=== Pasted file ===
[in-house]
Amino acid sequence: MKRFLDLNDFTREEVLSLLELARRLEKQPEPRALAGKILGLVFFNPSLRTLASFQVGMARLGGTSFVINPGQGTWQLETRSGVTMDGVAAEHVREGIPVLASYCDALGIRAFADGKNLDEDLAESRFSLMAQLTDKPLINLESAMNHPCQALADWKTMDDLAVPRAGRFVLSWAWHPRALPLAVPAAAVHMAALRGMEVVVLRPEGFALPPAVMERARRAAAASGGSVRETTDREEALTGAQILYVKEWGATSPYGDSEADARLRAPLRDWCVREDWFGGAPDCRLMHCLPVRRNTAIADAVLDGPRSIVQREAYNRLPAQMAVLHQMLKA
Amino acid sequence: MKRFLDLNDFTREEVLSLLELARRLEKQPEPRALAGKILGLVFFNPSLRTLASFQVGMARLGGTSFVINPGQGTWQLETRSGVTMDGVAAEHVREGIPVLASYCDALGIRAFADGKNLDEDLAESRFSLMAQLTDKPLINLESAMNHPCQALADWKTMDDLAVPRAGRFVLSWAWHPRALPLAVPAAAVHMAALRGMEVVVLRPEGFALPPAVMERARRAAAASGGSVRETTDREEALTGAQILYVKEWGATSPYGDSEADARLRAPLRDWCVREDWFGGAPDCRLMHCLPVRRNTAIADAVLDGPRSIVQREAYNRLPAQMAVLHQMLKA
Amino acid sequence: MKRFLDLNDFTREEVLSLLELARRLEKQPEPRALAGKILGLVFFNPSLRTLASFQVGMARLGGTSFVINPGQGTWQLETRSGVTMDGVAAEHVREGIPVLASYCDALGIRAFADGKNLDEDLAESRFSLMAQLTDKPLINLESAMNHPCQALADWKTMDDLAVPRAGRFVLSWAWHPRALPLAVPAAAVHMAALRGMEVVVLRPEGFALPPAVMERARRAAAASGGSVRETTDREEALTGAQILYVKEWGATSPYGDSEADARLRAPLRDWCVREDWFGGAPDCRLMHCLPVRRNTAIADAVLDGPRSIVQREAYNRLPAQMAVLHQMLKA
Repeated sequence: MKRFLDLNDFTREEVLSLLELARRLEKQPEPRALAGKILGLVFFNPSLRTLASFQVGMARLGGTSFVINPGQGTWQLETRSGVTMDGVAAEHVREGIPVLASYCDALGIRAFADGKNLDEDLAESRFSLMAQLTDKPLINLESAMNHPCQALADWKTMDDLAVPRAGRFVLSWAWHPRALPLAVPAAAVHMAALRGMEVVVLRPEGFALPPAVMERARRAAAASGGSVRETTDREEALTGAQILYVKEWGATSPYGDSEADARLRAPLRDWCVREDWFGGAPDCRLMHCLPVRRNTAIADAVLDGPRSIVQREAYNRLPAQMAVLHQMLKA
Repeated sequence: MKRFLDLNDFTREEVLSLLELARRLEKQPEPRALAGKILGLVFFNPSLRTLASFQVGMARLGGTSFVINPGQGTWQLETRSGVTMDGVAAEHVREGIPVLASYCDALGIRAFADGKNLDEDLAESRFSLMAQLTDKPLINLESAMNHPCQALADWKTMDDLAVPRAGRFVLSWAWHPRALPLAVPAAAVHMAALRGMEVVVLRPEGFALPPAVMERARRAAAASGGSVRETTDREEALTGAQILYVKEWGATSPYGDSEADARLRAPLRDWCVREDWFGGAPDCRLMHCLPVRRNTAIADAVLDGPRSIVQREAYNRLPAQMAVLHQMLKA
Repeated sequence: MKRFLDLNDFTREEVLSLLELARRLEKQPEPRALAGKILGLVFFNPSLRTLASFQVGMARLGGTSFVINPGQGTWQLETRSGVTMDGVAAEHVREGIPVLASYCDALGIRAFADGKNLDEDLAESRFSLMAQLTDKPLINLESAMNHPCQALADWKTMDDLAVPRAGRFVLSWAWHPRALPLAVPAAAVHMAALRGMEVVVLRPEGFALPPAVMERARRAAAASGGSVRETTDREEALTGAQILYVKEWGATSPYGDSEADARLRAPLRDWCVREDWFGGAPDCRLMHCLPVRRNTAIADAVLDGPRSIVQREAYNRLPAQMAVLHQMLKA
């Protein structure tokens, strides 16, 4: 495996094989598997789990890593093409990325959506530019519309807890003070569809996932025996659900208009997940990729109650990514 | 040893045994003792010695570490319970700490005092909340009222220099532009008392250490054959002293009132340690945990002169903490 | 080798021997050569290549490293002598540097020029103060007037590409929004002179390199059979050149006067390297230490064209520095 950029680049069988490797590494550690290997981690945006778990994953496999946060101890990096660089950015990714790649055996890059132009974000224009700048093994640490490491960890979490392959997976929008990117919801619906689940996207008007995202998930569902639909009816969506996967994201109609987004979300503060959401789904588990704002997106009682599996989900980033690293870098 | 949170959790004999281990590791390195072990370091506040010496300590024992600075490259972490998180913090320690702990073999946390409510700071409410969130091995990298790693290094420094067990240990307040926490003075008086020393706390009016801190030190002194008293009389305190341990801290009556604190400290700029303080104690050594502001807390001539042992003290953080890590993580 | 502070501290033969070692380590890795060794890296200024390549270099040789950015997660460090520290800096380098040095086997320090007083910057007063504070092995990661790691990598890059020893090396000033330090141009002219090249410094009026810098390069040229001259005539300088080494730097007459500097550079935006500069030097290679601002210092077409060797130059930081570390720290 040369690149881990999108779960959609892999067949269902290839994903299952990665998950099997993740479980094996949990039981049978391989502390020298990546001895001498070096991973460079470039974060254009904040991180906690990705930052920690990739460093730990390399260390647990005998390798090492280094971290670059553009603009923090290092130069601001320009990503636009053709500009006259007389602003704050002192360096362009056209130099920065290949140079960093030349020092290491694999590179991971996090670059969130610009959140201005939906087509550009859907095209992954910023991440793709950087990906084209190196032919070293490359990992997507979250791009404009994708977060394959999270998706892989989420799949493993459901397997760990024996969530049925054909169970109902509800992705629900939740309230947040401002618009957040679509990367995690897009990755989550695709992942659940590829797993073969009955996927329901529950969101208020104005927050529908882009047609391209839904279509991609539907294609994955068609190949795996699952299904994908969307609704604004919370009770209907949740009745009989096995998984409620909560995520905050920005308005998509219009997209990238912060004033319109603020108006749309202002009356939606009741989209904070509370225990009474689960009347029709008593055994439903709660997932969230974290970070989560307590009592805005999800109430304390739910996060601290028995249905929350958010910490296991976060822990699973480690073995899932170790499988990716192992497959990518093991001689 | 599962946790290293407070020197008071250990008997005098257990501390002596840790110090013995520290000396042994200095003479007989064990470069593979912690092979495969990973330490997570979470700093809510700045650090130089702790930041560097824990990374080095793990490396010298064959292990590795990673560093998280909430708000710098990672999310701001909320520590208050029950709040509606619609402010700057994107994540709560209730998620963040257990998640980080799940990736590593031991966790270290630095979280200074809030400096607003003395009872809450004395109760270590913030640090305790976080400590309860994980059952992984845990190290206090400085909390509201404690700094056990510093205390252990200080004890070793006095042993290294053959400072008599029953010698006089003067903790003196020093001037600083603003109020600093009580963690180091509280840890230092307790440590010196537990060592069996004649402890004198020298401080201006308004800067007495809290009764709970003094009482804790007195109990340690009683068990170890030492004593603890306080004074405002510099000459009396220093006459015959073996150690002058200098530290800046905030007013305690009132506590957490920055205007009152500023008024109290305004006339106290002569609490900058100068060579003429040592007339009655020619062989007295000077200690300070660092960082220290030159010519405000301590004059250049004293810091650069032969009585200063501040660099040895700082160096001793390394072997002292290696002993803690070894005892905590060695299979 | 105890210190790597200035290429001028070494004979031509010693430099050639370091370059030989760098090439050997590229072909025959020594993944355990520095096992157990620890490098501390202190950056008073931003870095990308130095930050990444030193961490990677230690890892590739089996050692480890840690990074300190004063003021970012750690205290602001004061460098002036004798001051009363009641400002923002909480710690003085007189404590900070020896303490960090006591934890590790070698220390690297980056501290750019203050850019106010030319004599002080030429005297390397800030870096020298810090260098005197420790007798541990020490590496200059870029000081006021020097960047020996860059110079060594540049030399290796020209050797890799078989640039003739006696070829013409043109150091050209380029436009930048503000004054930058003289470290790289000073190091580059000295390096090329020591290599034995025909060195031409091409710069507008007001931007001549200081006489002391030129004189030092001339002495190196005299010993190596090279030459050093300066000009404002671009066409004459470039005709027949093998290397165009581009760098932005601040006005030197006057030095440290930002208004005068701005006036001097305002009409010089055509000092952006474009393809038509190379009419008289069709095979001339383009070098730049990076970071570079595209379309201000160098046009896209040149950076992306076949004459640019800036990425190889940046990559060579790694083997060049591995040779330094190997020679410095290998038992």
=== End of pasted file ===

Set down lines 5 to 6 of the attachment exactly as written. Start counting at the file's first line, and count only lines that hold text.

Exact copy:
Repeated sequence: MKRFLDLNDFTREEVLSLLELARRLEKQPEPRALAGKILGLVFFNPSLRTLASFQVGMARLGGTSFVINPGQGTWQLETRSGVTMDGVAAEHVREGIPVLASYCDALGIRAFADGKNLDEDLAESRFSLMAQLTDKPLINLESAMNHPCQALADWKTMDDLAVPRAGRFVLSWAWHPRALPLAVPAAAVHMAALRGMEVVVLRPEGFALPPAVMERARRAAAASGGSVRETTDREEALTGAQILYVKEWGATSPYGDSEADARLRAPLRDWCVREDWFGGAPDCRLMHCLPVRRNTAIADAVLDGPRSIVQREAYNRLPAQMAVLHQMLKA
Repeated sequence: MKRFLDLNDFTREEVLSLLELARRLEKQPEPRALAGKILGLVFFNPSLRTLASFQVGMARLGGTSFVINPGQGTWQLETRSGVTMDGVAAEHVREGIPVLASYCDALGIRAFADGKNLDEDLAESRFSLMAQLTDKPLINLESAMNHPCQALADWKTMDDLAVPRAGRFVLSWAWHPRALPLAVPAAAVHMAALRGMEVVVLRPEGFALPPAVMERARRAAAASGGSVRETTDREEALTGAQILYVKEWGATSPYGDSEADARLRAPLRDWCVREDWFGGAPDCRLMHCLPVRRNTAIADAVLDGPRSIVQREAYNRLPAQMAVLHQMLKA